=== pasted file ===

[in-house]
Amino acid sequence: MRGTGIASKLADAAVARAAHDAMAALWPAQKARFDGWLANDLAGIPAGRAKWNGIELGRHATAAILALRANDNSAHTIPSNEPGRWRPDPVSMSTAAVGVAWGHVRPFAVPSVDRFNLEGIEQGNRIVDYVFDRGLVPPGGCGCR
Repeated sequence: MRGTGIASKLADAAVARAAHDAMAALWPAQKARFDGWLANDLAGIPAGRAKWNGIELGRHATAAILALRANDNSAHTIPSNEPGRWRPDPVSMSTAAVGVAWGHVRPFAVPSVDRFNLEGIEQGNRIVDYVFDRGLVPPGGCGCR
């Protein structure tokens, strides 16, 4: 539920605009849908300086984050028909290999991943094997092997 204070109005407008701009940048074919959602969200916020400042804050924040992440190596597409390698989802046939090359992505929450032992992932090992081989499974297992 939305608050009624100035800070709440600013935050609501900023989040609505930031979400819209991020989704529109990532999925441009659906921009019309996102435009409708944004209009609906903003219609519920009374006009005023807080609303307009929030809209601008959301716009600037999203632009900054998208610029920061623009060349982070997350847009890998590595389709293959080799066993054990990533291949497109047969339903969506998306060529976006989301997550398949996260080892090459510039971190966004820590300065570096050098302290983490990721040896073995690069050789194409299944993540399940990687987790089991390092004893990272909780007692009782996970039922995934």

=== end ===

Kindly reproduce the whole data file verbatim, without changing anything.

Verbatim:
[in-house]
Amino acid sequence: MRGTGIASKLADAAVARAAHDAMAALWPAQKARFDGWLANDLAGIPAGRAKWNGIELGRHATAAILALRANDNSAHTIPSNEPGRWRPDPVSMSTAAVGVAWGHVRPFAVPSVDRFNLEGIEQGNRIVDYVFDRGLVPPGGCGCR
Repeated sequence: MRGTGIASKLADAAVARAAHDAMAALWPAQKARFDGWLANDLAGIPAGRAKWNGIELGRHATAAILALRANDNSAHTIPSNEPGRWRPDPVSMSTAAVGVAWGHVRPFAVPSVDRFNLEGIEQGNRIVDYVFDRGLVPPGGCGCR
């Protein structure tokens, strides 16, 4: 539920605009849908300086984050028909290999991943094997092997 204070109005407008701009940048074919959602969200916020400042804050924040992440190596597409390698989802046939090359992505929450032992992932090992081989499974297992 939305608050009624100035800070709440600013935050609501900023989040609505930031979400819209991020989704529109990532999925441009659906921009019309996102435009409708944004209009609906903003219609519920009374006009005023807080609303307009929030809209601008959301716009600037999203632009900054998208610029920061623009060349982070997350847009890998590595389709293959080799066993054990990533291949497109047969339903969506998306060529976006989301997550398949996260080892090459510039971190966004820590300065570096050098302290983490990721040896073995690069050789194409299944993540399940990687987790089991390092004893990272909780007692009782996970039922995934």